Key Takeaways From the 2021 Coronary Revascularization Guidelines

Quick Takes

  • Learn the important updates to the management of stable ischemic heart disease from the 2021 revascularization guidelines.
  • Understand circumstances where revascularization is indicated for coronary artery disease.
  • Share updates on best practices for percutaneous and surgical revascularization.

The 2021 ACC/AHA/SCAI guideline for coronary artery revascularization take on a monumental task of synthesizing data over the last 10 years to consolidate prior coronary artery bypass graft (CABG), stable ischemic heart disease (SIHD), percutaneous coronary intervention (PCI), ST elevation myocardial infarction (STEMI), and non-ST-elevation myocardial infarction (NSTEMI) guidelines to create a simplified patient-centered revascularization approach.1 This article will highlight key takeaways and areas of dispute.

Disparities and Shared Decision-Making
New and unique to the 2021 revascularization guidelines is the emphasis on equity of care and the importance of shared decision making. Irrespective of risk factors or disease burden, women and racial or ethnic minorities are less likely to be offered medical therapy or revascularization, and often have worse outcomes.2,3 The writing committee made a conscious effort to stress that all revascularization decisions should be made without considering sex, race, or ethnicity. The 2021 guidelines also recognize that revascularization decisions are often nuanced and strongly recommend using a shared decision-making approach and Heart Team involvement in difficult clinical decisions.

Revascularization in SIHD to Improve Survival
Arguably the most significant changes to the 2021 guidelines are updates on the management of SIHD with a clear deemphasis on the role for revascularization outside of the following groups: left ventricular ejection fraction (LVEF) ≤35%, left main (LM) disease, diabetes mellitus (DM), or refractory angina despite optimal medical therapy (OMT) (Figure 1).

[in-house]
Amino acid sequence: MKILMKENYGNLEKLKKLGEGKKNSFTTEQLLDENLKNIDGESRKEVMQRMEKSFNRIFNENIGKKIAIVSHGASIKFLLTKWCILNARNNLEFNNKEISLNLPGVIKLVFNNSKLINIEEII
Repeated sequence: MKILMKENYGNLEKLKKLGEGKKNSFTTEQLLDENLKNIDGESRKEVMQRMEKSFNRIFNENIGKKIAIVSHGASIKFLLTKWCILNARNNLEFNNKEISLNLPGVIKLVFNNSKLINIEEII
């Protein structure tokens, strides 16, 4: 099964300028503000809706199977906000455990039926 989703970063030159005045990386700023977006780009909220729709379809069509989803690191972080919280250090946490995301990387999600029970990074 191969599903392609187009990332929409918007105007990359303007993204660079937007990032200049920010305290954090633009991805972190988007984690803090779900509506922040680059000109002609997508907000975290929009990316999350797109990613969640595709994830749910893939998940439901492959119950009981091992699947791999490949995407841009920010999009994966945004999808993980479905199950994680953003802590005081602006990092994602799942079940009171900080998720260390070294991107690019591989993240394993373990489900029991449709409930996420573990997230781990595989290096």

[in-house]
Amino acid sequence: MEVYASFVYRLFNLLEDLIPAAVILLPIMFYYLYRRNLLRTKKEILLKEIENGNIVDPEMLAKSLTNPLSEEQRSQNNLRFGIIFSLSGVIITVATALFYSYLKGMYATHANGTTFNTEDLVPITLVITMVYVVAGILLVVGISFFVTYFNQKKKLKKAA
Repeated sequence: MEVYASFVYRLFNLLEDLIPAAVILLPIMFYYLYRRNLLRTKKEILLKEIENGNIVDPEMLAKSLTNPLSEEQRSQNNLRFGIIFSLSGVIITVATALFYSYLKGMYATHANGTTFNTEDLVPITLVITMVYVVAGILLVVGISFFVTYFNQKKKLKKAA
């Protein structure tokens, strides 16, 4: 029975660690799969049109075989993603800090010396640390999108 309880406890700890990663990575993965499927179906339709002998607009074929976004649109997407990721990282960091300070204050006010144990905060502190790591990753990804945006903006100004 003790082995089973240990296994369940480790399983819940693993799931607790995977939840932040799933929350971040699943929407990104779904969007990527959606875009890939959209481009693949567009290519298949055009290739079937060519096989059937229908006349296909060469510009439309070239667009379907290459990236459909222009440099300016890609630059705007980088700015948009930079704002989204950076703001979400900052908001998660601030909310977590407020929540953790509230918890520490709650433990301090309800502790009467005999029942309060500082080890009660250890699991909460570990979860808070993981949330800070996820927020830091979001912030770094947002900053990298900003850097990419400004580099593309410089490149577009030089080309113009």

Figure 1

Figure 1
Figure 1: A summary of the guideline recommendations for the management of stable ischemic heart disease. LM, left main; CABG, coronary artery bypass graft; PCI, percutaneous intervention; LVEF, left ventricular ejection fraction. Courtesy of Riordan M, Schuetze K.

Revascularization for a survival benefit in patients with multivessel coronary artery disease (CAD) and a normal LVEF was downgraded from class 1 to 2B. This was largely driven by the 2020 ISCHEMIA trial data. ISCHEMIA randomized approximately 5,000 patients with moderate/severe ischemia on stress testing to a routine invasive strategy (PCI or CABG) versus OMT alone and found no significant difference in major adverse cardiovascular events (MACE).4 Revascularization for isolated proximal left anterior descending artery (LAD) disease was also downgraded to a 2B recommendation. PCI in 1-2 vessel CAD not involving the LAD, in the setting of a normal LVEF, received a class 3 recommendation.

CABG retains a class 1 recommendation in patients with LVEF ≤35% primarily based on the 2016 STITCH Extension study showing a long-term mortality benefit for CABG versus OMT.5 CABG also remains a class 1 recommendation in LM disease.6,7 LM PCI is a reasonable alternative to CABG and remains a 2A recommendation in select patients.6,8

PCI versus CABG in Complex CAD, DM, and LM Disease